When does a C++ temporary object die?

Last Modify: 28 March, 2019 | Create: 28 March, 2019 | 3 min read

A lot of operations of C++ require temporary values. Using them before their destruction is imperative. However, not all C++ programmers I met have a solid understanding of when a temporary expire. This situation often leads to over-conservative estimations, which will not cause any harm. Nevertheless, sometimes it will cause programmers to assume guarantees that the language does not provide, which leads to insidious bugs.

One of the common scenarios such problem manifest is when we manipulate a string with std::string, but feed the result string back to an API that takes const char*. Consider the following code snippet:

[[nodiscard]] auto greet(const std::string& name) -> std::string {
    return "Hello, " + name + '!';
}

int main() {
  const std::string name{"Lesley Lai"};
  std::puts(greet(name).c_str());}

The C++ Standard guarantees it to work. The Standard mandates that all temporary objects get destroyed as the last step of evaluating of the full-expression that contains the point where the temporaries were created1. "full expression" means an expression that is not sub-expression of other expressions.

A noteworthy exception of the rule is references. References can extend the lifetime of temporaries, but they will be a topic of another post.

In "The Design and Evolution of C++," Bjarne discussed the early design decision of the lifetime of temporaries 2. The book refers to an earlier paper that identified several alternative destruction points. For example, in the original CFront implementation of C++, temporaries are destroyed at the end of the blocks. This approach caused problems when creating large temporaries, and some programmers explicitly avoided the issue by wrapping statements in curly braces.

Another approach is to kill temporaries after the first use. An over-paranoid C++ programmer may suspect that the above code leads to undefined behavior. Having this thought may imply a subconscious assumption of this approach. I perceive this strategy more intuitive than the current way because of its consistency. With the current strategy, changing the above code a little bit will introduce undefined behavior:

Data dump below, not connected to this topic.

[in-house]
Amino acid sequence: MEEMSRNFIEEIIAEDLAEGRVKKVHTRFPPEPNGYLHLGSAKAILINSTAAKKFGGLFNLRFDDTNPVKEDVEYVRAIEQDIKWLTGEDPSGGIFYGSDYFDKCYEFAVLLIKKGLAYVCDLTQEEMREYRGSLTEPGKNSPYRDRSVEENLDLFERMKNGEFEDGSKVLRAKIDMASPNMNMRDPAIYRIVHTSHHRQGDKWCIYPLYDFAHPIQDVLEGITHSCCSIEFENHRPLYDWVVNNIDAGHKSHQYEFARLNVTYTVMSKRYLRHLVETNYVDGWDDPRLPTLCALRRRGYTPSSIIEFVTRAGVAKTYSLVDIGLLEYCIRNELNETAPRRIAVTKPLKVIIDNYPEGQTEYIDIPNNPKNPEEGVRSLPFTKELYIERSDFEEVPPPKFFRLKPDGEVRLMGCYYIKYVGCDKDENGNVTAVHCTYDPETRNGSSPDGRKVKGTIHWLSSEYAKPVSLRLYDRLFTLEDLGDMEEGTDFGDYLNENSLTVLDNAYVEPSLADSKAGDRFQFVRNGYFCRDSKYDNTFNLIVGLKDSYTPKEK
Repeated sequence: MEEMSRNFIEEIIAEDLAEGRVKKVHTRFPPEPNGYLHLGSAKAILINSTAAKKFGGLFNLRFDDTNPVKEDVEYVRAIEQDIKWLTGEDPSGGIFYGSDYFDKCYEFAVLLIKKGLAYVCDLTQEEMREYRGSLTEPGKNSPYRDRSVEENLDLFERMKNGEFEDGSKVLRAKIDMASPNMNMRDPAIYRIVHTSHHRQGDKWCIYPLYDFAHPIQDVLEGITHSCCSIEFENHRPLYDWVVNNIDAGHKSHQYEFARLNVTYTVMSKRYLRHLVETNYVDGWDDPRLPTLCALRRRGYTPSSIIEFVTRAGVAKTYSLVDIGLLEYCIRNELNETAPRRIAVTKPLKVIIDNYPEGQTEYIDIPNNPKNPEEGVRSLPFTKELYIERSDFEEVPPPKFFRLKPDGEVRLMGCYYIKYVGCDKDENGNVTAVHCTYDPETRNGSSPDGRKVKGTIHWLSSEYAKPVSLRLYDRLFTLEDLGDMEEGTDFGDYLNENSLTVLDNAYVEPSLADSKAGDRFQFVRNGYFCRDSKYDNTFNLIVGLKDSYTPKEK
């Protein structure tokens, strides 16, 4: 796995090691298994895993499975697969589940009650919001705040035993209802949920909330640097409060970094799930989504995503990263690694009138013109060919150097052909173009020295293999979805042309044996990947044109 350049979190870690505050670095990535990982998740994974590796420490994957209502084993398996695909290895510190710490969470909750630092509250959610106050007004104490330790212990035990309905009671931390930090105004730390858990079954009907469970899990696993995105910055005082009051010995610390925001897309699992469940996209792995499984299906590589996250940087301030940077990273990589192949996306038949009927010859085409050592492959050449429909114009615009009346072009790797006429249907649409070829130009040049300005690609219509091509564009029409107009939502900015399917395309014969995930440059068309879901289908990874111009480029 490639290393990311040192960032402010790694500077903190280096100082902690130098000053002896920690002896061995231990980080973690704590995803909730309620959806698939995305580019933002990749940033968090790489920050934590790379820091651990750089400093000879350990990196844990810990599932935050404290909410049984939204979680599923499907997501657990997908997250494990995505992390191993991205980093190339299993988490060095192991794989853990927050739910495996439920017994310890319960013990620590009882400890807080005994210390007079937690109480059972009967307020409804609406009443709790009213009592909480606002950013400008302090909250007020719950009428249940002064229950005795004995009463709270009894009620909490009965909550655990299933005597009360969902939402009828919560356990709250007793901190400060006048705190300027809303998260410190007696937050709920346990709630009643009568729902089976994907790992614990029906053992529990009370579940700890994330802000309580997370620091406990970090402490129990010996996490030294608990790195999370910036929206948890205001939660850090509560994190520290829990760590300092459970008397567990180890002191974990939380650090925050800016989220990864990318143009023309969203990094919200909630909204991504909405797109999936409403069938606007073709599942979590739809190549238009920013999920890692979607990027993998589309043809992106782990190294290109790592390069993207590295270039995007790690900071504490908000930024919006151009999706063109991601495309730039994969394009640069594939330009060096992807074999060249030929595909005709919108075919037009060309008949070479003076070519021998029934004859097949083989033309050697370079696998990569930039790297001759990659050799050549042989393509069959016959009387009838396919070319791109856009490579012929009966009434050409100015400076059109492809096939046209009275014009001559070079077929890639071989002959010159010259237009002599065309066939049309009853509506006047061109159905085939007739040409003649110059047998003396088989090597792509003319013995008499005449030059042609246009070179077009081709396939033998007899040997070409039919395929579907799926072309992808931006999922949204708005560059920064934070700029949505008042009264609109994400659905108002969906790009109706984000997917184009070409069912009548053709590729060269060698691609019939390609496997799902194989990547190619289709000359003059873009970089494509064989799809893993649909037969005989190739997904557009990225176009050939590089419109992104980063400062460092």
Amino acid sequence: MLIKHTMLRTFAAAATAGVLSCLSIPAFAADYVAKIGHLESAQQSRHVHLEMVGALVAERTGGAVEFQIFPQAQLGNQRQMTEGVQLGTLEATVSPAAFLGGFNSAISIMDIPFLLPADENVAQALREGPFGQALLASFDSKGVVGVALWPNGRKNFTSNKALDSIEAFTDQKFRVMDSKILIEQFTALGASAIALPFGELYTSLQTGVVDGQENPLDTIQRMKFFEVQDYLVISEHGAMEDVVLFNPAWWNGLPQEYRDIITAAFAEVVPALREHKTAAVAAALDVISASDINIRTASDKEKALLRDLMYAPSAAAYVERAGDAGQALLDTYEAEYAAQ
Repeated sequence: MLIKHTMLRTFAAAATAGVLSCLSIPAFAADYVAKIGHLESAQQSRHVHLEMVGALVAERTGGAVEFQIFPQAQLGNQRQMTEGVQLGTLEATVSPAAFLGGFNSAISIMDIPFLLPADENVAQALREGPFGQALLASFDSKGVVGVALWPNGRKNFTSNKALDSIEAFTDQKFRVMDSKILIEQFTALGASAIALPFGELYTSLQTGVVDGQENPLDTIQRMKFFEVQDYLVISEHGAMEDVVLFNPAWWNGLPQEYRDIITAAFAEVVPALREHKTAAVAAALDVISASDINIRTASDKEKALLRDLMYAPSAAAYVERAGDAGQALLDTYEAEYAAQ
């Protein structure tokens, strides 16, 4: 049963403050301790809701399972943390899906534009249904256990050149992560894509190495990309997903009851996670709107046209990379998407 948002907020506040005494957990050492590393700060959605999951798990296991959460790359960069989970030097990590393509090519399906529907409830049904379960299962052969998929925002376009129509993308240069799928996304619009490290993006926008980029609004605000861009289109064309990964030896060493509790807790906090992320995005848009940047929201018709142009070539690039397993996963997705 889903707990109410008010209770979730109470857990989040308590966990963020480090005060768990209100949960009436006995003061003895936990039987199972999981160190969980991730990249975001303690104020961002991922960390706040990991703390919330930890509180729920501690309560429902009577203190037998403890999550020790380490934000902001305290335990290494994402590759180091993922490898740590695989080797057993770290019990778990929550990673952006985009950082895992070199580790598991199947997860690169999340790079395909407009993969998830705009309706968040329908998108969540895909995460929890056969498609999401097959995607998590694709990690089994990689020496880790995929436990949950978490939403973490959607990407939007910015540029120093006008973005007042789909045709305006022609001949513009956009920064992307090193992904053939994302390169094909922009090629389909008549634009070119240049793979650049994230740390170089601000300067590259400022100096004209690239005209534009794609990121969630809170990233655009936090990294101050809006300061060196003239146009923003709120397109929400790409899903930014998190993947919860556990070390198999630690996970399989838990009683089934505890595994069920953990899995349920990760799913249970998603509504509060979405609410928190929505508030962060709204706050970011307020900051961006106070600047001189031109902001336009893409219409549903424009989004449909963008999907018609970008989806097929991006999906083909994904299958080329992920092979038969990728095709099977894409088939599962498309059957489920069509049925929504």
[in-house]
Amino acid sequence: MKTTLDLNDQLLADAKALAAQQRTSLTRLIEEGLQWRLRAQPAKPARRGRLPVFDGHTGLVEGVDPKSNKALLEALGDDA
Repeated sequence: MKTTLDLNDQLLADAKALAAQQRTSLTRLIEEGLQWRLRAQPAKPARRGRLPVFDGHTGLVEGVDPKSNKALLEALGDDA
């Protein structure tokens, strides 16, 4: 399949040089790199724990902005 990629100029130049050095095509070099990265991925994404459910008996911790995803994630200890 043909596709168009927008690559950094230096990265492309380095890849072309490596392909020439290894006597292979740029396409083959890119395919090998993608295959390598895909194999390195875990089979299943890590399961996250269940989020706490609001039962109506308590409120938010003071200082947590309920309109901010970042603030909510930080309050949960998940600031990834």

[[nodiscard]] auto greet(const std::string& name) -> std::string {
    return "Hello, " + name + '!';
}

int main() {
  std::string name{"Lesley Lai"};
  const char* greeting = greet(name).c_str();  std::puts(greeting);}

In the above code, the destructor of the temporary returned by greet gets called after evaluating the full-expression. Thus, the pointer greeting gets dangled. I got bite by expired temporary strings when dealing with OpenGL shaders before. Such code may even appear to work for some cases 3 because of Small String Optimization. Anyway, if an undefined behavior guarantee to break the program in a certain way, it is no longer undefined.

Why C++ choose the current way? First, C++ cannot afford a garbage collection runtime, so "after the last usage" is out of the picture. Also, the current approach is far less error-prone to newbies than "after first use" strategy, while still performant without weird workarounds that "at the end of the block" implies.


  1. cppreference: lifetime

  2. D&E, 6.3.2

  3. for instance, in your unit tests